Have you ever heard of the observer effect? It’s the scientific principle asserting that observing a process or action has an effect on the outcome. For example, I’m sure you’ve felt the pressure of having someone stare at you while you’re trying to do something. If you let it get to you, it effects your behavior — that’s one aspect of the observer effect.
The observer effect is a principle that comes into play in many business situations too. In fact, plenty of managers leverage it regularly.
Here’s a typical example that every manager faces from time to time. A project gets into trouble — it’s behind schedule and flailing badly. The manager in charge may invoke the observer principle. She watches the project closely putting the project manager and everyone on the team under a microscope.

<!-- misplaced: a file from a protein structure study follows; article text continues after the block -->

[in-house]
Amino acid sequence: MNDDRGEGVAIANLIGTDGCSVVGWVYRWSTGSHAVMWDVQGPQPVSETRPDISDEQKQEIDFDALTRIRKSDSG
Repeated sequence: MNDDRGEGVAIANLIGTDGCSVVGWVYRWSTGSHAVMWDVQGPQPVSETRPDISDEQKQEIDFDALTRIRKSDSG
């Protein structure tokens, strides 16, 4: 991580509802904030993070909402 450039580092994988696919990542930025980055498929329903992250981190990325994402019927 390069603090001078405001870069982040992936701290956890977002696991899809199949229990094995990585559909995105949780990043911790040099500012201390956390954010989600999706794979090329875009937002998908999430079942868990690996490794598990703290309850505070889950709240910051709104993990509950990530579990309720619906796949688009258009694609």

She will likely set short-term deadlines and hand out a few new assignments but mostly, she lays out expectations and observes. Believe or not, many projects actually improve using this simple observer principle. Hard to believe, isn’t it?
Management by Observation
Of course, the effect never lasts long. The project team quickly tires of being watched. Team members will often find ways of hiding some of their activities from view or offering visibility into activities that don’t matter but appear interesting to management.
You’ve likely determined by now that metrics are influenced by the observer effect. The team will make sure that management sees what they want to see — even if the product suffers.
Don’t ever be just an observer. Contribute. Do something. Be part of the team. If you can’t add any value, walk away.